Even before the hoopla surrounding the historic Best Picture Oscars dies down, another Oscar-related controversy has probably found its way to your social media timeline. It's about Casey Affleck receiving the Best Actor Award for his performance in Manchester By The Sea, and there is no innocent mistake about this one.
Popular women's issue website, Jezebel, had this to say about Affleck's win.
What exactly did Affleck do?
According to Guardian, two female colleagues who worked with Affleck on I’m Still Here, a 2010 mockumentary which he directed, sued him for sexual misconduct.
They alleged that Affleck verbally and sexually harassed them: he allegedly bragging about sexual exploits, propositioned and grabbed one of them, slid into one of the complainant's bed uninvited and created a hostile climate by, among other things, instructing a crew member to display his penis.
Each woman sought $2 million dollars. Affleck denied wrongdoing, and settled both claims in 2010.
But Affleck's not the first to be accused of sexual misconduct & win an Oscar
This is not the first time the Academy has faced flak for honouring a person accused of sexual misconduct. In March 1977, film director Roman Polanski was arrested and charged in Los Angeles for rape by use of drugs, perversion, sodomy, lewd and lascivious act upon a child under 14, and furnishing a controlled substance to a minor. Initially, Polanski pleaded not guilty to all charges but later accepted a plea bargain whose terms included dismissal of the five initial charges in exchange for a guilty plea to the lesser charge of engaging in unlawful sexual intercourse.
Polanski, who fled the US for France hours before he was to be sentenced, was nominated twice after the controversy. For Best Director for Tess (1981) and The Pianist (2003). He won the award for The Pianist in 2003, which he accepted in absentia.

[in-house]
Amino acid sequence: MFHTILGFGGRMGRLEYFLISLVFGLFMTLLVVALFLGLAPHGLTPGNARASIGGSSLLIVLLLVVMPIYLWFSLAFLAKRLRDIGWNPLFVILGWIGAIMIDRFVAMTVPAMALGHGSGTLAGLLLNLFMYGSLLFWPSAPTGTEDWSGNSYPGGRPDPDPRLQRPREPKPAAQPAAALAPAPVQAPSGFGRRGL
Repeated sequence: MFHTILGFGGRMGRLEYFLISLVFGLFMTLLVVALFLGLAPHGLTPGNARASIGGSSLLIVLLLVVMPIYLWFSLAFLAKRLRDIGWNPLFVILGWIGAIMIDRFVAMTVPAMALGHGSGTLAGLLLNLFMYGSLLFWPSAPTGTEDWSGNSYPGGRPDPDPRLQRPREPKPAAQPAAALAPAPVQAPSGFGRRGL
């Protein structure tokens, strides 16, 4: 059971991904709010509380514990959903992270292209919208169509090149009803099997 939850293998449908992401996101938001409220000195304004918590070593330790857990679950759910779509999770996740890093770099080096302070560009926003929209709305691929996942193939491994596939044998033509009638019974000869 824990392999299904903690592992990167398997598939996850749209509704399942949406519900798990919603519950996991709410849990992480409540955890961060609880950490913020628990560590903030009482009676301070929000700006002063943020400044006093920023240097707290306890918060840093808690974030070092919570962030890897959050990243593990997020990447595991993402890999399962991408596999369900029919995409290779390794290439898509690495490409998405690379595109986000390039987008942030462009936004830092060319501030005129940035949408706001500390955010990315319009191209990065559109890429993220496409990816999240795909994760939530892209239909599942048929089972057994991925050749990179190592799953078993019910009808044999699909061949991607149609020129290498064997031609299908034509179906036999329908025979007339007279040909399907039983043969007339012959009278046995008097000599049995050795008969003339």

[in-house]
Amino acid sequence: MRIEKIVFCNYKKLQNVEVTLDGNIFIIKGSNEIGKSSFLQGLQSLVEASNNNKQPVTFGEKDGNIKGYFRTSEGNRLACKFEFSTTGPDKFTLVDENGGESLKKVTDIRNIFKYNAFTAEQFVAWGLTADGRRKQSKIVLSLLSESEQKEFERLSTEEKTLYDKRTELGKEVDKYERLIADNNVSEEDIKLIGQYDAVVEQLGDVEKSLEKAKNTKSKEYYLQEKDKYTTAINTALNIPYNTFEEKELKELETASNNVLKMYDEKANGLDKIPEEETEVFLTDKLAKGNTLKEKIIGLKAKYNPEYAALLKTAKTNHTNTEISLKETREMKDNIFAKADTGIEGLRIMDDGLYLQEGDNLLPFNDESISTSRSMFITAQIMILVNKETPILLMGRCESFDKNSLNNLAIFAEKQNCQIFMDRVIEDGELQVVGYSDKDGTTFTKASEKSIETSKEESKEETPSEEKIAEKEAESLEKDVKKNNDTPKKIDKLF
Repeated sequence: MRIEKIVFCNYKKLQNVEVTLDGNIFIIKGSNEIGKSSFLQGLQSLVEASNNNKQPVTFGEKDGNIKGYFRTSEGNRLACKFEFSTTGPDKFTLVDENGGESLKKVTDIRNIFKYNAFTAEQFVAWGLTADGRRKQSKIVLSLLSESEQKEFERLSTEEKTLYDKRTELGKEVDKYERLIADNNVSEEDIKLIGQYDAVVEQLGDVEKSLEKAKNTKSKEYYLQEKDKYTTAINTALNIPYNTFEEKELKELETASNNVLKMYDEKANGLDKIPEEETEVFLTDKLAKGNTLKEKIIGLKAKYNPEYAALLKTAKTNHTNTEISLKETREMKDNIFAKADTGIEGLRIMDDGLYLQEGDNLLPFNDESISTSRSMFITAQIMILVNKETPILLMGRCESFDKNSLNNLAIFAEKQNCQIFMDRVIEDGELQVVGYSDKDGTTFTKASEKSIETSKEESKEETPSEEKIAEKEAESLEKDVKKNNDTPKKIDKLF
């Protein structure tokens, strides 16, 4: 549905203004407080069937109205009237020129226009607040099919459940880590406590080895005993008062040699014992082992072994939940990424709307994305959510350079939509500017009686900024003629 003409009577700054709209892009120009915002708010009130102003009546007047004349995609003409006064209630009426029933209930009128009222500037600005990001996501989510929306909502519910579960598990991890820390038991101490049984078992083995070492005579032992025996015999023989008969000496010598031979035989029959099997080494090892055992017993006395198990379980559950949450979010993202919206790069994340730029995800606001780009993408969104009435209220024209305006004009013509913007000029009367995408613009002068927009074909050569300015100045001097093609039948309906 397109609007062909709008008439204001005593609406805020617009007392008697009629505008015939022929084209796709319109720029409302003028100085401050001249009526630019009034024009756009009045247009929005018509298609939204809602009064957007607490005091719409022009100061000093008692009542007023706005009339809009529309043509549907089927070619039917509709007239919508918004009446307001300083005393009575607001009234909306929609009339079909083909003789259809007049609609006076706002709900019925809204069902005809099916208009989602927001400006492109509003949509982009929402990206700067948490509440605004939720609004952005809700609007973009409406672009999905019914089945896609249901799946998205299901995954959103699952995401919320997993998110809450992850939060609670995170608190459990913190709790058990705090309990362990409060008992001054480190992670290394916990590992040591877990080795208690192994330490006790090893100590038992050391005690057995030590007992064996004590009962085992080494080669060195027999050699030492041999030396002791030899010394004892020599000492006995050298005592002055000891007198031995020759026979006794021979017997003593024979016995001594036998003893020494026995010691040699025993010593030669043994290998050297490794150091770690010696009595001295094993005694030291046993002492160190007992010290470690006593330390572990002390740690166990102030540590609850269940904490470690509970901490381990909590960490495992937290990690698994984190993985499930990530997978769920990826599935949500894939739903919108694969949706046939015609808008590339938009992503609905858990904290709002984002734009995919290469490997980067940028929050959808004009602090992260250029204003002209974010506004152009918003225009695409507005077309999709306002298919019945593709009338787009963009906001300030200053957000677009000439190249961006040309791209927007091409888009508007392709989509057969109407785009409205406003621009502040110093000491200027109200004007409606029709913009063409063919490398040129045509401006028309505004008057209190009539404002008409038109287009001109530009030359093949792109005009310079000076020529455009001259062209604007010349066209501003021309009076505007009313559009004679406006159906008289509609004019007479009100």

Another Hollywood legend, Woody Allen, who has over 20 Oscar nominations and four wins, was accused of sexually abusing a daughter adopted by his ex-wife,Mia Farrow, which he has denied in 1992. In the same year, his seven-year-old daughter allegedly told Mia Farrow that Allen had molested her during one of his visits. Farrow filed a complaint with the police.
The case was closed fourteen months later, after a police-appointed medical team concluded that the complainant had not been molested. In 2014, the complainant wrote an open letter to The New York Times, again claiming that she was sexually abused by Allen.
This controversy had no bearings on Allen's Oscar prospects whatsoever. He was nominated for eight Oscars after the controversy first broke out, and won one, that for Best Original Screenplay for Midnight At Paris, in 2012.
Should the Academy have banned Affleck ?
A more valid question will be, is the onus on the Academy to ban artistes for their alleged misconduct? Remember, Affleck has not been convicted for the alleged crime.
In the past few years, many instances of sexual misconduct by reputed Hollywood legends have surfaced. Recently, actress Tippi Hedren revealed in her memoir about reputed filmmaker, Alfred Hitchcock, being "predatory" with her during the filming of the much-acclaimed The Birds.
There was considerable uproar around Oscar-winning filmmaker, Bernardo Bertolucci's recent confession about conspiring with another Oscar-winning legend, Marlon Brando, to film a rape scene in Last Tango in Paris (1972)without revealing all the details in advance to the then 19-year-old actor Maria Schneider.
These controversies have had little or no bearings on their Oscar prospects either. An Academy Award is recognition of a performance or a creative endeavour. It cannot be seen as a character badge.
How does one haul up bigots and sex offenders then ?
Instead of blaming Academy for honouring Affleck's performance, we need to ask a more difficult question. How did Affleck end up getting to be a part of a film at all? If there was evidence a person is a sex offender, despite him not being convicted for his or her alleged crimes, it was up to the industry to ensure that the said person doesn't get to be a part of creative endeavours.
After all, Hollywood has shown spine when it came to banning Mel Gibson, after the director-actor was exposed to be an anti-Semite in a drunken rant in 2006. His career nose-dived after the incident as no filmmaker worth his or her salt chose to work with him after that and no studio funded any films directed by him.
That is how a bigot should be treated.
To turn to the Academy Awards committee for deliverance is just taking the easy way out.
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